Live Shots: Blondie and Devo at the Warfield

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I was flipping around on my car’s FM dial last week and had the bleeding-from-the-ears misfortune of coming upon Taylor Swift’s staggeringly awful new single. I thought for a moment that I landed on some kind of Disney or Nickelodeon channel, where corporate-oriented bands score those awkward tween TV shows. In reality though, Swift is currently selling the shit out of the thing on iTunes…and leaving me to question my faith in humanity’s hearing.
 
So I was all the more enthusiastic as I headed to the Warfield on Monday night for the Devo and Blondie double bill. Clearly, I was in need of some kind of authentic audio to counter balance the heavy dose of vapid pop I had stumbled into on the airwaves. And even as their 1979 heyday grows ever more distant, Blondie and Devo delivered in a big way on Monday.
 
In a Warhol-esque gold lame getup, Debbie Harry exuded all the badass charm that you would expect of her, delivering a great set to a dedicated crowd that delighted in Blondie classics like “Heart of Glass” and “Hanging on the Telephone.” Harry sang “Call Me” with an exquisite edge that seemed to all by itself unravel my modern music frustrations.
 
Better yet, was the aberrant entity known as Devo, which filled its opening slot with an eruption of live wire punk energy that proved strangely relevant to the age we reside in. It was more punk than anything you’ll find at Warped Tour, more neo-futuristic than Skrillex and his plastic space ship stage at Outside Lands. “What We Do,” “Are We Not Men,” and of course “Whip It” were all showcased as Devo built its sublime dozen song set to an oddball fever pitch, amid pixilated waves of scrolling visuals and numerous costume changes.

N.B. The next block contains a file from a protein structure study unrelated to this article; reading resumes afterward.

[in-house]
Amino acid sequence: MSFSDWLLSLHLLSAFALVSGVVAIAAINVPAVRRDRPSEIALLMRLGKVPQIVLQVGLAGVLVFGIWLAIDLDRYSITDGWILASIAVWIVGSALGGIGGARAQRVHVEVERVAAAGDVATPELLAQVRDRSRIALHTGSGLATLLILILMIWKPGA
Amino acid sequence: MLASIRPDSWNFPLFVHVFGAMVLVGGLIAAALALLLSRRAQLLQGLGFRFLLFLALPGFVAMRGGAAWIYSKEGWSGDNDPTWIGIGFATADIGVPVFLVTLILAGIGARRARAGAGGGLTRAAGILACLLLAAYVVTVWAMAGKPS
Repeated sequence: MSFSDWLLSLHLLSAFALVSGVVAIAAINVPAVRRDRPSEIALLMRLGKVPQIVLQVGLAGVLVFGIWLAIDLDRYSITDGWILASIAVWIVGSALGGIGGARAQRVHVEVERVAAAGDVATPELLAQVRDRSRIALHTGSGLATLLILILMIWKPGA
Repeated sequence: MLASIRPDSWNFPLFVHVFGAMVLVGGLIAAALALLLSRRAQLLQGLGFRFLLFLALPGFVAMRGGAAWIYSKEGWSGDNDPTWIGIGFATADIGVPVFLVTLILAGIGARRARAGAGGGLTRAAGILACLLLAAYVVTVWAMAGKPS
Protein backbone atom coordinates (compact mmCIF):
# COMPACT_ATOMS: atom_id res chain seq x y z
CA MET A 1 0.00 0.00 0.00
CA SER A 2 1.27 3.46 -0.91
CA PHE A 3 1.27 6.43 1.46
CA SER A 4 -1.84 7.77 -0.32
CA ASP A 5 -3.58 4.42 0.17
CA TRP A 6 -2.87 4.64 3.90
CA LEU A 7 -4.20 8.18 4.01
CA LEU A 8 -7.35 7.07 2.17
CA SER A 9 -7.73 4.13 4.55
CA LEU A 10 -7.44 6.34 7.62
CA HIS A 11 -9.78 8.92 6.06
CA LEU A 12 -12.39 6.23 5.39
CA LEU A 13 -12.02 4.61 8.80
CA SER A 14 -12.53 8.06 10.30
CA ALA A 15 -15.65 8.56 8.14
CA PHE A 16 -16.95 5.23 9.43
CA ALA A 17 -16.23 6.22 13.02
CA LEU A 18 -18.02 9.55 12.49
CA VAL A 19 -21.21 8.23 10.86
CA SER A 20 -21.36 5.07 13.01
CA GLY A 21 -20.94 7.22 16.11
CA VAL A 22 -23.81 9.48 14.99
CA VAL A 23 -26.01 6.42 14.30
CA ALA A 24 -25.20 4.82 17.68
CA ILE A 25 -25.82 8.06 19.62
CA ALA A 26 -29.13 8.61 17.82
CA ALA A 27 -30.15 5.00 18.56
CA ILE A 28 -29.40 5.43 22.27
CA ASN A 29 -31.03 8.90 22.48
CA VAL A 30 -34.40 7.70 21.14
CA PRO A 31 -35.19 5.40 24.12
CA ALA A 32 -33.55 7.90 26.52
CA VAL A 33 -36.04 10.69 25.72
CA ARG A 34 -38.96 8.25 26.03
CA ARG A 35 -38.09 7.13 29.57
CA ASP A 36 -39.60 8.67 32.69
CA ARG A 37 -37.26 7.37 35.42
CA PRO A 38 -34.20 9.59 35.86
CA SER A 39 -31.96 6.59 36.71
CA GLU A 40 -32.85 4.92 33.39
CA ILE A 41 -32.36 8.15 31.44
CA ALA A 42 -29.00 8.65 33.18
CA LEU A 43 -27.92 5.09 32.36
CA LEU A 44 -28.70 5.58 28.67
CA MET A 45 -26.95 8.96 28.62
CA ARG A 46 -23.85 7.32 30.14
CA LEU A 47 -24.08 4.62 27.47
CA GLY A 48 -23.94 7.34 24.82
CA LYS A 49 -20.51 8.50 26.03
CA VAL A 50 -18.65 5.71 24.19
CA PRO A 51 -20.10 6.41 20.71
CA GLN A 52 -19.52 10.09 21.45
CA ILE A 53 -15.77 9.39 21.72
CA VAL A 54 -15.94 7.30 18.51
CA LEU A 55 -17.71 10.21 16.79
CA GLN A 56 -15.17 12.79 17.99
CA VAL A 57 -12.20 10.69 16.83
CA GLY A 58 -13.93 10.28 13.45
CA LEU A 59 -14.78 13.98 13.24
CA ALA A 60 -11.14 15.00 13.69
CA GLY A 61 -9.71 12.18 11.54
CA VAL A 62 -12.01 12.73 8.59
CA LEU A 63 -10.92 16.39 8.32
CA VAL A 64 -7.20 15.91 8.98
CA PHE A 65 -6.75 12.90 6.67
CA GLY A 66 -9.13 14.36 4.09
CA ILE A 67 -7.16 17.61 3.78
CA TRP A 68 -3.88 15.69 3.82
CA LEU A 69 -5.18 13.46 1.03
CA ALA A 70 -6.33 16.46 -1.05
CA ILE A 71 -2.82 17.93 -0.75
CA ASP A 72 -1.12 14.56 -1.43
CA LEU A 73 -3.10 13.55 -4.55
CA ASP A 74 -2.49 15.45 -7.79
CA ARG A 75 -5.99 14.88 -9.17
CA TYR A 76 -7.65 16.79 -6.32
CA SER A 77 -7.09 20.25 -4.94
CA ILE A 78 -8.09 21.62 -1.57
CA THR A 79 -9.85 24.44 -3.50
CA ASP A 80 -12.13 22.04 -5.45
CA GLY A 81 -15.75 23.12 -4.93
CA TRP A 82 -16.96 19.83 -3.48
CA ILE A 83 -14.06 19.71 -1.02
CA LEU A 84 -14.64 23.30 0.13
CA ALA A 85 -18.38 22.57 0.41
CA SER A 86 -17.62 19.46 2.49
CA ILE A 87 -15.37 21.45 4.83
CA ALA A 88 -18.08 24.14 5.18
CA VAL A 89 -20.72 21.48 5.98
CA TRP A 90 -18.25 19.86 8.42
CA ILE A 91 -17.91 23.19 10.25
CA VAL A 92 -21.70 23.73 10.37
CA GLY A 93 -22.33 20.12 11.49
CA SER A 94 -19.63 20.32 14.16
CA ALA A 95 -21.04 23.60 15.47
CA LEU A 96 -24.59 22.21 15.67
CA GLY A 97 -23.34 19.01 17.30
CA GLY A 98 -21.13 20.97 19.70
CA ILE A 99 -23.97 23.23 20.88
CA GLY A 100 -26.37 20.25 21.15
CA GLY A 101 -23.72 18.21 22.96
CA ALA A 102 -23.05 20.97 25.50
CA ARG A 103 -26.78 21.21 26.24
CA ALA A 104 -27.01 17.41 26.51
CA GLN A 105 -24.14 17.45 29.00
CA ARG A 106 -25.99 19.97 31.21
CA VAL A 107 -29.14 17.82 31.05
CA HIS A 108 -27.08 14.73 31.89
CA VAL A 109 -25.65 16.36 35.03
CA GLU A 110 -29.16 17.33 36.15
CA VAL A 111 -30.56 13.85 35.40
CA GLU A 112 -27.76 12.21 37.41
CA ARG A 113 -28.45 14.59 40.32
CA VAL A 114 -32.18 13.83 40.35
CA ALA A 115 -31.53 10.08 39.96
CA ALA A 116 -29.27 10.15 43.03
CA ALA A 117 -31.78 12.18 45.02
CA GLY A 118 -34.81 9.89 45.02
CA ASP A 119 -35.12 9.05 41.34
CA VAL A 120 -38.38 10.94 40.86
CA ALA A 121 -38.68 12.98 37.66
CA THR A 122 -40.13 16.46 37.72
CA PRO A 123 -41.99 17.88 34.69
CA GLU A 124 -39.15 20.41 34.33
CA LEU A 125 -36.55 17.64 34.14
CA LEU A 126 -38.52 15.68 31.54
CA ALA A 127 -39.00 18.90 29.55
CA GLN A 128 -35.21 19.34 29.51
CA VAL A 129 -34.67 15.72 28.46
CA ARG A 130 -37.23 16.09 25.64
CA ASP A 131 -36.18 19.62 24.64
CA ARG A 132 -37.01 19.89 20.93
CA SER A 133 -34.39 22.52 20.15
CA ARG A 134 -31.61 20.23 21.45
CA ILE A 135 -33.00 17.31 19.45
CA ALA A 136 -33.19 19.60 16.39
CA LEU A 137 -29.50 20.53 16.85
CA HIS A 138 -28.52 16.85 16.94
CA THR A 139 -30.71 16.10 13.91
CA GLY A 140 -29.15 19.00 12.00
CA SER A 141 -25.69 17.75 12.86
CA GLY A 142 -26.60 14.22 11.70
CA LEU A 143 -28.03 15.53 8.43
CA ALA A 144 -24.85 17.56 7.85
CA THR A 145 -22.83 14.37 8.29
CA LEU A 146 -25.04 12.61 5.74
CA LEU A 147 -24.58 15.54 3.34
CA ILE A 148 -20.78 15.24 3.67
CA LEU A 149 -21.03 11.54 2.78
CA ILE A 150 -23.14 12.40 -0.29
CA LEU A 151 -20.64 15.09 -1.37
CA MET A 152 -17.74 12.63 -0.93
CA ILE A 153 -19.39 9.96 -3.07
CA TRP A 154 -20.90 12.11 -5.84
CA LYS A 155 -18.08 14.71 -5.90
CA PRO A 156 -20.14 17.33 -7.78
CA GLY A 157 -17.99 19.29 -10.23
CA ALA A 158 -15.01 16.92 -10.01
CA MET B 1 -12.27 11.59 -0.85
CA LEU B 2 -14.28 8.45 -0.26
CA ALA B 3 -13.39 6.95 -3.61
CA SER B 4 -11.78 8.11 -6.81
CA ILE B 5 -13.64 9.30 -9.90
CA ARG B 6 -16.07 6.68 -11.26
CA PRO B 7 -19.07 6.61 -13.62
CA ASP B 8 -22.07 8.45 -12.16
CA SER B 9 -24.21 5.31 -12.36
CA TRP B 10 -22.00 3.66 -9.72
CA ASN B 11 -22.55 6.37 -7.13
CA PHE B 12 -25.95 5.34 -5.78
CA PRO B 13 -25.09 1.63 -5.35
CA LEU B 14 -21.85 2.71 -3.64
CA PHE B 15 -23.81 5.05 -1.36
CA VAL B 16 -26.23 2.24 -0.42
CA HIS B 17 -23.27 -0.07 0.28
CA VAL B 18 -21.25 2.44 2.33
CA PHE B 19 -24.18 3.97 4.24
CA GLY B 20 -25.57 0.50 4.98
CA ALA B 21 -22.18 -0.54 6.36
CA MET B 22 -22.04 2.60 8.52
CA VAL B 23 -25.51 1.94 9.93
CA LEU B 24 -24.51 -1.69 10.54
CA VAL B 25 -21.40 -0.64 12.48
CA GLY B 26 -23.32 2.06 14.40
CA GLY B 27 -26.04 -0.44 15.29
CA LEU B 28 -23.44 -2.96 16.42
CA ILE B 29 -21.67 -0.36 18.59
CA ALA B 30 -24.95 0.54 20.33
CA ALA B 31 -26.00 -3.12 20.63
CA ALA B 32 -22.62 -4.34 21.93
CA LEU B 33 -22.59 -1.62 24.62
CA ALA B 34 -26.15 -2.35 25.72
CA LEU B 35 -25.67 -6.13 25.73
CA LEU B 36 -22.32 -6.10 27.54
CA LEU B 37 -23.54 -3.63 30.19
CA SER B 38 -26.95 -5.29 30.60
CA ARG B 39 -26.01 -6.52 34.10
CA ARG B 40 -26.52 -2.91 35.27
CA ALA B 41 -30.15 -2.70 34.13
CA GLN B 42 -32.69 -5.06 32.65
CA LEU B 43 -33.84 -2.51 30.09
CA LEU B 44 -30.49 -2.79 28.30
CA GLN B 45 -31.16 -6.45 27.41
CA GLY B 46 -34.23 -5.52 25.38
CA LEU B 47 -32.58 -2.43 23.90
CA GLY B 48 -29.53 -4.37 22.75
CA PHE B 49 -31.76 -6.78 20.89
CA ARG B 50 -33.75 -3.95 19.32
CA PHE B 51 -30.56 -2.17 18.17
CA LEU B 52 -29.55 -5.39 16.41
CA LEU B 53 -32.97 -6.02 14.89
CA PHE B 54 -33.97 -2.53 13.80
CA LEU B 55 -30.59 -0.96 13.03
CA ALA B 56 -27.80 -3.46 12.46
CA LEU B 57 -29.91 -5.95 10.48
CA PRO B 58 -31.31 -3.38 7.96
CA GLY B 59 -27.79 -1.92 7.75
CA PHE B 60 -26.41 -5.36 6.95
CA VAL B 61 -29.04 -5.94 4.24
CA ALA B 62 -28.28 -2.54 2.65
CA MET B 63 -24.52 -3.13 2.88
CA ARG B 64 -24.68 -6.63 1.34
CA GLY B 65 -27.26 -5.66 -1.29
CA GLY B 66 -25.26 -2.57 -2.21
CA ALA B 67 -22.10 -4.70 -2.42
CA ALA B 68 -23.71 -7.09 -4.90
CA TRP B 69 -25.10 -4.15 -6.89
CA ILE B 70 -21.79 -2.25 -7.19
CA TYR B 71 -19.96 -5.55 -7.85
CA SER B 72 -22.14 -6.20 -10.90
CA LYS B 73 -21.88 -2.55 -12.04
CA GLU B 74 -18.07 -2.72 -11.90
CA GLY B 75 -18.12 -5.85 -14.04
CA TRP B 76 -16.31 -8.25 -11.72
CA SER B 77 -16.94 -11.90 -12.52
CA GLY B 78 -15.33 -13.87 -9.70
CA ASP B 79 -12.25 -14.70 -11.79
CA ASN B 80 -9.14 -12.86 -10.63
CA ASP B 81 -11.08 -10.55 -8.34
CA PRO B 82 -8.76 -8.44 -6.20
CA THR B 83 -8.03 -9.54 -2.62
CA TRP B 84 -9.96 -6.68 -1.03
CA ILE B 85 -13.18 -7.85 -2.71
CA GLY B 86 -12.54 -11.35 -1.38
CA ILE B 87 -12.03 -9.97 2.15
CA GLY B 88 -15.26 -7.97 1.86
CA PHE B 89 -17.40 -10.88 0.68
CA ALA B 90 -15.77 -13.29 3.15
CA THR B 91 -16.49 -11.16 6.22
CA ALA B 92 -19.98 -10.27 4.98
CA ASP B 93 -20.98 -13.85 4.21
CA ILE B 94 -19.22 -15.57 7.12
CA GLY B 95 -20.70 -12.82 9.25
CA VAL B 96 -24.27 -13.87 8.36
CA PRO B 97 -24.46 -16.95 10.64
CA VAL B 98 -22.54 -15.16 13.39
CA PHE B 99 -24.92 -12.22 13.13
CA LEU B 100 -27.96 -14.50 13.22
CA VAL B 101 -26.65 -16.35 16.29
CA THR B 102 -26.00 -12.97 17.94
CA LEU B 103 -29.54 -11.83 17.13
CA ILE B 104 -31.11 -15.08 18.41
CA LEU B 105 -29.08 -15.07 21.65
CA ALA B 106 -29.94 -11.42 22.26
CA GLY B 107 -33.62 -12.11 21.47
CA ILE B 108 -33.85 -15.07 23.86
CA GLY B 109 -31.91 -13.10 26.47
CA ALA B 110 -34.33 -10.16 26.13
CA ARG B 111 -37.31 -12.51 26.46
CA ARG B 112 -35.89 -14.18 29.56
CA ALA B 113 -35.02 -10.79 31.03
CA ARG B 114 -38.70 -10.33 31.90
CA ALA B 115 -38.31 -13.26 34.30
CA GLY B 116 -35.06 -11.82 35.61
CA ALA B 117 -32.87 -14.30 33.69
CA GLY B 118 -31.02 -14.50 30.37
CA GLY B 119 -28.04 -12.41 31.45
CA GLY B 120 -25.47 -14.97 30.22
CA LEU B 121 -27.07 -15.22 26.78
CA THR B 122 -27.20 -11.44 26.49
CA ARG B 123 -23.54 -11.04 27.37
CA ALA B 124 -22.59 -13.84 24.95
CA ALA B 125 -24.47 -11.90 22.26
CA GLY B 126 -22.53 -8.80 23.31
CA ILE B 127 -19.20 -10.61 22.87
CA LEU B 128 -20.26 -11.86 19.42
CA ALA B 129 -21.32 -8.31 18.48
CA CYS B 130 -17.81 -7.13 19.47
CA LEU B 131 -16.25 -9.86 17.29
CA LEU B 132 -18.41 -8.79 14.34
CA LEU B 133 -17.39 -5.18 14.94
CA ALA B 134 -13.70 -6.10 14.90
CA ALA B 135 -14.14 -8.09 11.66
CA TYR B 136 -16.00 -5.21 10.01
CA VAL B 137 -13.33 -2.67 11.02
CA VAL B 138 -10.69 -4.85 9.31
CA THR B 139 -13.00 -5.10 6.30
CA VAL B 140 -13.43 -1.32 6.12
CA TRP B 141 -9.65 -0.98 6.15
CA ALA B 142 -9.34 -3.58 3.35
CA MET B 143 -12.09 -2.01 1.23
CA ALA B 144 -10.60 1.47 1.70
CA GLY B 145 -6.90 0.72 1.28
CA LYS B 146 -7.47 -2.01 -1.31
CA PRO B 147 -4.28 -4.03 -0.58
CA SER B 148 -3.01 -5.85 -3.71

All told, I left Sixth and Market to return back to the future with my confidence restored in American music. Swift’s new single isn’t the first time that radio (or MTV or iTunes) has hurled all manner of sonic schlock in our direction. And if that’s true, then Blondie and Devo suggest that the inverse must also be true: that genuine audio eventually rises to the top in the long term, through one avenue or another.
 
And if it arrives wearing one of those weird red conical hats, then so be it.

 

All photos by Charles Russo.